Friday, May 20, 2022

An astonishing garden

There are gardens one has to visit to believe. Jon Kaplan and Julie Billings extravaganza in the Berkeley hills (well south of Berkeley however) is precisely one such. Astonishingly, Jon avers he really didn't start gardening here until just the last ten you scroll down and seen the amazing range of trees, shrubs and perennials that fill the garden beds, it will strain your credence. The structure of the home and garden were created over 100 years ago by Willis Polk (I believe) who also designed the grounds at Filoli in a similar Georgian Revival style. Like Filoli, this garden dazzles!

I should have made note of the plants: but there were too many! The weather was perfect for garden viewing and visiting (as it often is in the East Bay). And the garden speaks for won't be subjected to too much of my Greek chorus commentary as you scroll down.

That's Kiamara Ludwig, our Cicerone who set up the tour of three utterly amazing gardens last Monday. She works at the botanical garden at the Berkeley Regional Parks ("Tilden") as well as leading the local Bryological society, spearheading the propagation volunteers at Merritt Lake botanical garden and she was just elected to the Board of the North American Rock Garden Society. To top it off, she's great fun and God granted her a double or triple dose of the Life Force, and a treasured new friend of mine!

Yes, a full scale rose garden

Our gracious host accompanied us all the way, despite being in the throes of preparing for a long road trip to Oregon later that day!

Watsonia and purple Senecio self-sowed all over the garden, and the fragrance of Brugmansia wafted from enormous tree-sized specimens here and there...

And lots of irises and kangaroo paws too..

The wild combinations were somehow complemented with the trim boxwood hedging...

Oh yes, the grove of enormous Coast redwoods was filled with woodlanders....

Disporum cantoniense 'Night Heron'

There were several generous colonies of this, one of Dan Hinkley's many classic introductions that have become indispensable garden plants.

Adiantum microphyllum looks much like A. smithii I've seen in China.

A wide bank of Pteris cretica

Beyond the redwoods is a xeric garden full of Yuccas, agaves and other succulents...

Campanula poscharskyana twined along many of the paths...

We just missed seeing this Brunsvigia in full bloom.

Strobilanthes gossypinum

One of my favorite plants in the garden was this shimmering Acanthaceae from India.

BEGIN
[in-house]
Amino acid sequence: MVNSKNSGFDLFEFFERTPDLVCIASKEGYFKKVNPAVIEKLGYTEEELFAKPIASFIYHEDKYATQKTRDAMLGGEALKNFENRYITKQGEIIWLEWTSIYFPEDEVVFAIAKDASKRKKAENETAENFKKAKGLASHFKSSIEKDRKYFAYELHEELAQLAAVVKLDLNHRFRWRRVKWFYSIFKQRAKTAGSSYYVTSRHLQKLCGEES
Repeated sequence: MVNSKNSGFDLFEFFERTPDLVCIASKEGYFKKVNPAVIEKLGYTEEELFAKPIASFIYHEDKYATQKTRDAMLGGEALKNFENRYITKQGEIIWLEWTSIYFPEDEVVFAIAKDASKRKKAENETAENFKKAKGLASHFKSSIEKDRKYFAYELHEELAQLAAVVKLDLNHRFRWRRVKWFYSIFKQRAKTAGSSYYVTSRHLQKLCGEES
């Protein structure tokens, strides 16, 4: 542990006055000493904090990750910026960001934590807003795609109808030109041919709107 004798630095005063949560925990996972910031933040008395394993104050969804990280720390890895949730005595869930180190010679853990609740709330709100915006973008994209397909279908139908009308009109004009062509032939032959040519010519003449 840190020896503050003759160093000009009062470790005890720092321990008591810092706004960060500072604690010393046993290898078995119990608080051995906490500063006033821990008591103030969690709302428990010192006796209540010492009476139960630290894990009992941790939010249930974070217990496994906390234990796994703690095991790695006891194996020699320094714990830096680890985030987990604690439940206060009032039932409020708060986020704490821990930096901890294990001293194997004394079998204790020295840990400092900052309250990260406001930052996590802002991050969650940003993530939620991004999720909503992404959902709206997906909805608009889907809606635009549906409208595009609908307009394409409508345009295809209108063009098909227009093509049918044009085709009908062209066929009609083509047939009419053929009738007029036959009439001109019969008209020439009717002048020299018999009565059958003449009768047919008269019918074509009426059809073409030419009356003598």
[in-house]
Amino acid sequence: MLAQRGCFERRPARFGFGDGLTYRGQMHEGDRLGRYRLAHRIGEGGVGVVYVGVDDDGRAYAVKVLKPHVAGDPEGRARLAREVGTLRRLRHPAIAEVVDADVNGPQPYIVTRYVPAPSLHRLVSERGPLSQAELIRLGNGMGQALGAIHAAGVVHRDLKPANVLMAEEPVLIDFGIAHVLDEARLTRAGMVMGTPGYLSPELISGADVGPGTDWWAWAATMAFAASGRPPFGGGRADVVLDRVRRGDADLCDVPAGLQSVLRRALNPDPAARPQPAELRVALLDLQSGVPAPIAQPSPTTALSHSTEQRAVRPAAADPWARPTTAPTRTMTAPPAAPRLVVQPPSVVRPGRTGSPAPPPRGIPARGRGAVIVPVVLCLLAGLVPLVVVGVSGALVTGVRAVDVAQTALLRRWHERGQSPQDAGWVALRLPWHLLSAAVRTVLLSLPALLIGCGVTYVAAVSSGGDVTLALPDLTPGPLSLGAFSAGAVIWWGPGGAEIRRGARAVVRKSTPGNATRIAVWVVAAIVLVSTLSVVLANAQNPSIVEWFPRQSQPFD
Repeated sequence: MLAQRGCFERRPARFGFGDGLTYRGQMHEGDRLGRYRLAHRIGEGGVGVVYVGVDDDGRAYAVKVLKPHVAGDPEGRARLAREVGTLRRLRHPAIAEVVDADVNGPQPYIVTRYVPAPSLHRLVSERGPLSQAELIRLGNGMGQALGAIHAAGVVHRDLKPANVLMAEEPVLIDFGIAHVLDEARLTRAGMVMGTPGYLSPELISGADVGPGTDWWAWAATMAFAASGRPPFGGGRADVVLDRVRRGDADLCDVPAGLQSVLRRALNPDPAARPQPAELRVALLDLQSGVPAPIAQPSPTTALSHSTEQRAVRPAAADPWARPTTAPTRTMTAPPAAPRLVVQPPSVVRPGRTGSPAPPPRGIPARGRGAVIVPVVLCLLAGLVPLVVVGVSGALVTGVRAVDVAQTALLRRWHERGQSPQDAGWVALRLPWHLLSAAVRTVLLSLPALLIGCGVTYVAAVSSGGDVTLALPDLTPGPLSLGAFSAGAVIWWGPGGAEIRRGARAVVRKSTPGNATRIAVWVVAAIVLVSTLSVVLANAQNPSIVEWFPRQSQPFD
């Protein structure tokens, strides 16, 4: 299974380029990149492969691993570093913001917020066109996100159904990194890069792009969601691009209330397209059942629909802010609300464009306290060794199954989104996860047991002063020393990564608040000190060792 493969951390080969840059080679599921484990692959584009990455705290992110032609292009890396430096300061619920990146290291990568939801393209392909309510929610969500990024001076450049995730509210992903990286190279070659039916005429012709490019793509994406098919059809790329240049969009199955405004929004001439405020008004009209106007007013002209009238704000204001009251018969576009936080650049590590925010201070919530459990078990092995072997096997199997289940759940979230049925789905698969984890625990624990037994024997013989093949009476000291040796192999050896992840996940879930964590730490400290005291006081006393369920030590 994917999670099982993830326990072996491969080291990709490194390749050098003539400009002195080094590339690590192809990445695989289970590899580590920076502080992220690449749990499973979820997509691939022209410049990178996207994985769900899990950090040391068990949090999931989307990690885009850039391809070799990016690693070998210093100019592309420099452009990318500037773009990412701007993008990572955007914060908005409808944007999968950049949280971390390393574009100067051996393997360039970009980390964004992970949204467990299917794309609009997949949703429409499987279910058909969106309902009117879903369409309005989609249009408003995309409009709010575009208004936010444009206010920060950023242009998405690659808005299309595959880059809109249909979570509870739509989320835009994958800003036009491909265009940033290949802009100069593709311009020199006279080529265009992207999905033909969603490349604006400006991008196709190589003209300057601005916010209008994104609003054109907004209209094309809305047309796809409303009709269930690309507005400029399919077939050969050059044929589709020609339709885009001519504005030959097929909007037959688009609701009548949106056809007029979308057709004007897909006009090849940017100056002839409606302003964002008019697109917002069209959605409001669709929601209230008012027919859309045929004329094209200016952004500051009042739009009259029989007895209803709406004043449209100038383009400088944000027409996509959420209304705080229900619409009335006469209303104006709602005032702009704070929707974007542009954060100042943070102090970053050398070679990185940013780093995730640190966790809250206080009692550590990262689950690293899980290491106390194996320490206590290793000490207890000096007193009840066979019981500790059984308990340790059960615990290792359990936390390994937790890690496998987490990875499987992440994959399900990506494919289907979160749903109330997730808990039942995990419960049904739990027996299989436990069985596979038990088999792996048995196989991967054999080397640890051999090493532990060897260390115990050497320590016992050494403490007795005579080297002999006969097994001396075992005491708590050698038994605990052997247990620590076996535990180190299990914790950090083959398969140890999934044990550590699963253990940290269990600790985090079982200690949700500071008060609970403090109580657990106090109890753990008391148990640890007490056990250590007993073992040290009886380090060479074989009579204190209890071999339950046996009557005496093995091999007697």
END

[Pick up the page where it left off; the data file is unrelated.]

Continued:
Giant cousins to our native Mayapple (Dysosma) in many forms were here and there throughout the garden.

I have a fondness for Lord Ganesh...

The garden had a number of tree ferns, this (Sphaeropteris medullaris) was my favorite.

I kept trying to photograph the emerging crozier...

Finally got it!

ferns galore...

Another wild tree fern--this one red.

We were astonished to see Watsonias growing in quite deep shade. John informed us they antedated his involvement in the garden--he was obviously building on very strong bones!

Bart O'Brien also helped design the trips we took visiting gardens and nature during my visit. He's CEO of the Berkeley Regional Parks' botanical garden (affectionately dubbed "Tilden" by everyone)--one of my very favorite gardens anywhere. Bart was awarded the Liberty Hyde Bailey Award this year: richly merited.

Apparently this was a vegetable garden a few months ago--now designed for outdoor parties.

I believe this is the work of Marsha Donahue, the famous nearby artist whose work graces so many extraordinary gardens.

Hmmm...I may not be the only one with a thing about Lord Ganesh...he certainly smiled upon a magical visit to an astonishing garden!



  1. Fabulous! Thank you for sharing.

  2. What fun this tour was! It just so happens I met Jon on that trip he was making to Oregon and he visited my garden. Sadly it was still in it's winter clothing then.

  3. Love your pictures and comments. :)

  4. I enjoy your Greek Chorus commentary. This garden is outstanding. Love all of those ferns.

  5. What a spectacular garden. Drudges up all sorts of envious emotions.


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